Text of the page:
“There’s Research On That!” (#TROT) is a blogging project at The Society Pages that presents short summaries of classic and contemporary research relevant to current events as a resource for journalists and the public. While our archives are a great resource for students looking to kick-start a sociological research paper or for readers who want a fresh take on the news for their next cocktail party, the format of these posts also works great for class assignments! For this activity, students write their own TROT posts as an exercise in collecting, evaluating, and summarizing research.
Browse the “There’s Research On That!” blog to get a sense of how TROT posts are written. They usually start with a summary of a current event, then provide sociological ideas relevant to the matter at the hand. The author highlights one to four key ideas from the research and includes citations for each source with hyperlinks to the authors’ website and the publication information.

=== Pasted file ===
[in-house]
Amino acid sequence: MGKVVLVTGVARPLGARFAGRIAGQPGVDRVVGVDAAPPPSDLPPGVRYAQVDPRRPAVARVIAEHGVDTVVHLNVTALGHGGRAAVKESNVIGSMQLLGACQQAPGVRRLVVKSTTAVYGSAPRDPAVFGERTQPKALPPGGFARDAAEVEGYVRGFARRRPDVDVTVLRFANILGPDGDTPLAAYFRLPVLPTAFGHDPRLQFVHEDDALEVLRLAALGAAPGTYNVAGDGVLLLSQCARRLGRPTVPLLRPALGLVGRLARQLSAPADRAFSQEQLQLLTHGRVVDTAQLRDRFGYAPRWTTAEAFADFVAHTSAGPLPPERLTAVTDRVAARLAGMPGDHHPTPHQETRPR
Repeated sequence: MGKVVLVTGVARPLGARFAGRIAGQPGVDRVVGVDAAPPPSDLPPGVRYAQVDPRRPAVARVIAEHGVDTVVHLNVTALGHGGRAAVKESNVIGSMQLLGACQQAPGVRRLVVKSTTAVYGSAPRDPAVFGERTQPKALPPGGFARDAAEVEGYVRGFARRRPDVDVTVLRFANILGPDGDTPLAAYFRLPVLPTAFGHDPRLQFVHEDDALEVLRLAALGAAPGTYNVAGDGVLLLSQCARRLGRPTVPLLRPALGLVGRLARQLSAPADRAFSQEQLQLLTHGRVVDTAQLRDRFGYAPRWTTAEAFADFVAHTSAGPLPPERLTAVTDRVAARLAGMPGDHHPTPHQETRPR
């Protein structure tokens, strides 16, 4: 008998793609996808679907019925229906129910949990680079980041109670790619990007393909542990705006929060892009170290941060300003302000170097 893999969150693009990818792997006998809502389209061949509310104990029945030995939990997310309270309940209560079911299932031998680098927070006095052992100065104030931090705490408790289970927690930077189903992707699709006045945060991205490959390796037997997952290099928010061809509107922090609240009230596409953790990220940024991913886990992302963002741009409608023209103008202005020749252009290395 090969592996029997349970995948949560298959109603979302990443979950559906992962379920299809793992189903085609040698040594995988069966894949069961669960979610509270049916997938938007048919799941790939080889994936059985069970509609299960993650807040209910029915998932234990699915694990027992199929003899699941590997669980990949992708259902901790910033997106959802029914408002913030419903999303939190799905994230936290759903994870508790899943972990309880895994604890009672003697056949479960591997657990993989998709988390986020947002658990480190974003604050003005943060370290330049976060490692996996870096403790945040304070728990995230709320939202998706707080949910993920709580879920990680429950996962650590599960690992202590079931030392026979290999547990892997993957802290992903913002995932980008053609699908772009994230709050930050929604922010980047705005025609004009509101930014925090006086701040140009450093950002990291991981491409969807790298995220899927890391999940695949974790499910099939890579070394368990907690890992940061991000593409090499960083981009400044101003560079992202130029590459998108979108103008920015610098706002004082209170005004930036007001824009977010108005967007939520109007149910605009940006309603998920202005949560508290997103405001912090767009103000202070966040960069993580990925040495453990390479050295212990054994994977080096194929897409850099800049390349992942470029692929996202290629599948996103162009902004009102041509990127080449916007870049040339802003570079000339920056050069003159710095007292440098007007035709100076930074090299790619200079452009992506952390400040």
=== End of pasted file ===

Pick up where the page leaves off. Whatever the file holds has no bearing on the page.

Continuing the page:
Choose a recent news event or pop culture trend to analyze. Ask yourself, “What would sociologists have to say about this that the rest of the media may be missing?” Make a list of a few possible themes to investigate about the topic, such as the impact of social construction, institutions, or networks.
Search for literature on your themes using an online database such as JSTOR, Sociological Abstracts, or Google Scholar. Select three to five pieces that speak to the themes or provide broader information about the topic.
***Start with major journals in the field—American Sociological Review, American Journal of Sociology, or Social Problems—but the search doesn’t end there! Books and publications focusing more narrowly on subfields, such as Journal for the Scientific Study of Religion, Gender & Society, or Deviant Behavior are always helpful. Also, remember to think broadly; sometimes a general article about the topic can be more helpful than one that fits the news story perfectly.
Evaluate the research. Read the methodology sections of any journal articles, or find reviews of the books published in academic journals. Do you find the conclusion(s) convincing, based on the evidence provided? Is the methodology high quality? Which pieces provide the best takeaways for a general reader? Once you’ve considered the possible sources separately, consider how they will fit together in your post. From your list, pick the best two or three pieces to include in your article.